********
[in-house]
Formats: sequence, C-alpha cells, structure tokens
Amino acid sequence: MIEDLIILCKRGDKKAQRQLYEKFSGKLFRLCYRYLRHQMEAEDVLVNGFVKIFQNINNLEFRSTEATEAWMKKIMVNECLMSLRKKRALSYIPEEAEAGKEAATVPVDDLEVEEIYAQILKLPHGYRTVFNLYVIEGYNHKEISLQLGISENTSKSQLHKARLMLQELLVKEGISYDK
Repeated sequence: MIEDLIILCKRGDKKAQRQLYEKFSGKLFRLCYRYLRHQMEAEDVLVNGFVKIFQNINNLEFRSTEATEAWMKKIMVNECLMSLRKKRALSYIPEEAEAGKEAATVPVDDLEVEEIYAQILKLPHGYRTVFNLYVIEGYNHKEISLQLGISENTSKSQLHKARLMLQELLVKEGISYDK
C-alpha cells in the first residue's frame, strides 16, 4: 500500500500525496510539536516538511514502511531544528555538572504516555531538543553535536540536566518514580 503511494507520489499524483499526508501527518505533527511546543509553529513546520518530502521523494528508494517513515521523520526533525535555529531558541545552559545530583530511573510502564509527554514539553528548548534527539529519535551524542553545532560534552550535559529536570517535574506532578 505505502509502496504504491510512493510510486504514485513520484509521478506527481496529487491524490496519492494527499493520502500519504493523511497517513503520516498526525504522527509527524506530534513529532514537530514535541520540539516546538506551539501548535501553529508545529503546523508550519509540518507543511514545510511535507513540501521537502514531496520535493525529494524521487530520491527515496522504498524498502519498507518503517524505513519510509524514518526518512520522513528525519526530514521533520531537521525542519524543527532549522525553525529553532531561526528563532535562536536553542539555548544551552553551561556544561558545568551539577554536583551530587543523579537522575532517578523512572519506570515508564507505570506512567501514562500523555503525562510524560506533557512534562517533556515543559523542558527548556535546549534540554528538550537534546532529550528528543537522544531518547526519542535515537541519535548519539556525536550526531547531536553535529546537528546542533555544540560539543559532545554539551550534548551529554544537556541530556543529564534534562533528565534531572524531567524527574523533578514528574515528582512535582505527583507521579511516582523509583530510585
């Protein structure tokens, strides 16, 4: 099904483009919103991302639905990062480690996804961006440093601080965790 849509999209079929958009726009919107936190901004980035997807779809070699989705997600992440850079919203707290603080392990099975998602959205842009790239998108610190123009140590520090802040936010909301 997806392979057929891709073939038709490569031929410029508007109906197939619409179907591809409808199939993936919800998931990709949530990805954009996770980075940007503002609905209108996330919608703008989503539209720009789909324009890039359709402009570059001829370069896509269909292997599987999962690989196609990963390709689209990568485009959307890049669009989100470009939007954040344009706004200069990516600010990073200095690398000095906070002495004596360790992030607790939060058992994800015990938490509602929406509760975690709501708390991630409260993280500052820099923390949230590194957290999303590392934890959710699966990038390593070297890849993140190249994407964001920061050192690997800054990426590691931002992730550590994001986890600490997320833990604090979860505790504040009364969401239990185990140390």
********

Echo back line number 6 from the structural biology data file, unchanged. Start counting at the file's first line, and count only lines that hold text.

């Protein structure tokens, strides 16, 4: 099904483009919103991302639905990062480690996804961006440093601080965790 849509999209079929958009726009919107936190901004980035997807779809070699989705997600992440850079919203707290603080392990099975998602959205842009790239998108610190123009140590520090802040936010909301 997806392979057929891709073939038709490569031929410029508007109906197939619409179907591809409808199939993936919800998931990709949530990805954009996770980075940007503002609905209108996330919608703008989503539209720009789909324009890039359709402009570059001829370069896509269909292997599987999962690989196609990963390709689209990568485009959307890049669009989100470009939007954040344009706004200069990516600010990073200095690398000095906070002495004596360790992030607790939060058992994800015990938490509602929406509760975690709501708390991630409260993280500052820099923390949230590194957290999303590392934890959710699966990038390593070297890849993140190249994407964001920061050192690997800054990426590691931002992730550590994001986890600490997320833990604090979860505790504040009364969401239990185990140390």